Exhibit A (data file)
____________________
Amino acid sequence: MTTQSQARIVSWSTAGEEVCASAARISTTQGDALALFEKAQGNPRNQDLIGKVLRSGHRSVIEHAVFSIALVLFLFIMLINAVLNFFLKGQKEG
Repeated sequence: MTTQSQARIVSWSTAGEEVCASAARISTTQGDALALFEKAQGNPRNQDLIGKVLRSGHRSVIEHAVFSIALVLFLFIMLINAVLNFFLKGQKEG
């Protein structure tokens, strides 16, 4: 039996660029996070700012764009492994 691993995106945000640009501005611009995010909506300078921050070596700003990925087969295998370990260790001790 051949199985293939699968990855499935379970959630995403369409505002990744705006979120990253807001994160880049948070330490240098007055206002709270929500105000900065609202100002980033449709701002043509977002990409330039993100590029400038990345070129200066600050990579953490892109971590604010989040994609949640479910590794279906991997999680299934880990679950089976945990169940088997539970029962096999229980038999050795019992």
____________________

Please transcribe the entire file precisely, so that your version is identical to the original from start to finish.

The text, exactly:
Amino acid sequence: MTTQSQARIVSWSTAGEEVCASAARISTTQGDALALFEKAQGNPRNQDLIGKVLRSGHRSVIEHAVFSIALVLFLFIMLINAVLNFFLKGQKEG
Repeated sequence: MTTQSQARIVSWSTAGEEVCASAARISTTQGDALALFEKAQGNPRNQDLIGKVLRSGHRSVIEHAVFSIALVLFLFIMLINAVLNFFLKGQKEG
């Protein structure tokens, strides 16, 4: 039996660029996070700012764009492994 691993995106945000640009501005611009995010909506300078921050070596700003990925087969295998370990260790001790 051949199985293939699968990855499935379970959630995403369409505002990744705006979120990253807001994160880049948070330490240098007055206002709270929500105000900065609202100002980033449709701002043509977002990409330039993100590029400038990345070129200066600050990579953490892109971590604010989040994609949640479910590794279906991997999680299934880990679950089976945990169940088997539970029962096999229980038999050795019992």